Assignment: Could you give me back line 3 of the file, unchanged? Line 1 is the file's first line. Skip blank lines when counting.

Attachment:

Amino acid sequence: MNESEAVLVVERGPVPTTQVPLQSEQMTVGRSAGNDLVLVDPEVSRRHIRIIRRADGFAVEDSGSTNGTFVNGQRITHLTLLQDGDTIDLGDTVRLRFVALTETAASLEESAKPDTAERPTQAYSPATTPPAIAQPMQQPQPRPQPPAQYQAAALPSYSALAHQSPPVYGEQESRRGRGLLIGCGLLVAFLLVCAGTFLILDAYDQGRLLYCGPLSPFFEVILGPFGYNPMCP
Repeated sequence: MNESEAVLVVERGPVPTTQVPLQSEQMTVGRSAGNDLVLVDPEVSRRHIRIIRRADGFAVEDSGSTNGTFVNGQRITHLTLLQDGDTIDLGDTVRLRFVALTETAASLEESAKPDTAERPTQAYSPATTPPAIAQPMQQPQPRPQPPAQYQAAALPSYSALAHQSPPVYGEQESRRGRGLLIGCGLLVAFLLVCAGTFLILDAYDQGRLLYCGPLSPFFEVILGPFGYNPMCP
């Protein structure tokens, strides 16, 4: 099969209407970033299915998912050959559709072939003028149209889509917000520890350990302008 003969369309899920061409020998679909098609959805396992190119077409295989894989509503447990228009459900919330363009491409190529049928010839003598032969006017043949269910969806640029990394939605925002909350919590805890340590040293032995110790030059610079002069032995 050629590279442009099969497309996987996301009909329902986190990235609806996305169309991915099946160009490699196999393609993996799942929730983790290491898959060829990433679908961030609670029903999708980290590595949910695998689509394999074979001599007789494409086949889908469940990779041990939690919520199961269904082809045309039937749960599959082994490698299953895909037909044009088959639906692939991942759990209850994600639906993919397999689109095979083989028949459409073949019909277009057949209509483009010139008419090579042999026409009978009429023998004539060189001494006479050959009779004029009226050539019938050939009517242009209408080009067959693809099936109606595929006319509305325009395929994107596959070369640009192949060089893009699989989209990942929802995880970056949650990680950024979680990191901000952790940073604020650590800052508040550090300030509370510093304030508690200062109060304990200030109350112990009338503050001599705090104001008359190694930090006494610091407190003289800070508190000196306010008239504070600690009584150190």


């Protein structure tokens, strides 16, 4: 099969209407970033299915998912050959559709072939003028149209889509917000520890350990302008 003969369309899920061409020998679909098609959805396992190119077409295989894989509503447990228009459900919330363009491409190529049928010839003598032969006017043949269910969806640029990394939605925002909350919590805890340590040293032995110790030059610079002069032995 050629590279442009099969497309996987996301009909329902986190990235609806996305169309991915099946160009490699196999393609993996799942929730983790290491898959060829990433679908961030609670029903999708980290590595949910695998689509394999074979001599007789494409086949889908469940990779041990939690919520199961269904082809045309039937749960599959082994490698299953895909037909044009088959639906692939991942759990209850994600639906993919397999689109095979083989028949459409073949019909277009057949209509483009010139008419090579042999026409009978009429023998004539060189001494006479050959009779004029009226050539019938050939009517242009209408080009067959693809099936109606595929006319509305325009395929994107596959070369640009192949060089893009699989989209990942929802995880970056949650990680950024979680990191901000952790940073604020650590800052508040550090300030509370510093304030508690200062109060304990200030109350112990009338503050001599705090104001008359190694930090006494610091407190003289800070508190000196306010008239504070600690009584150190």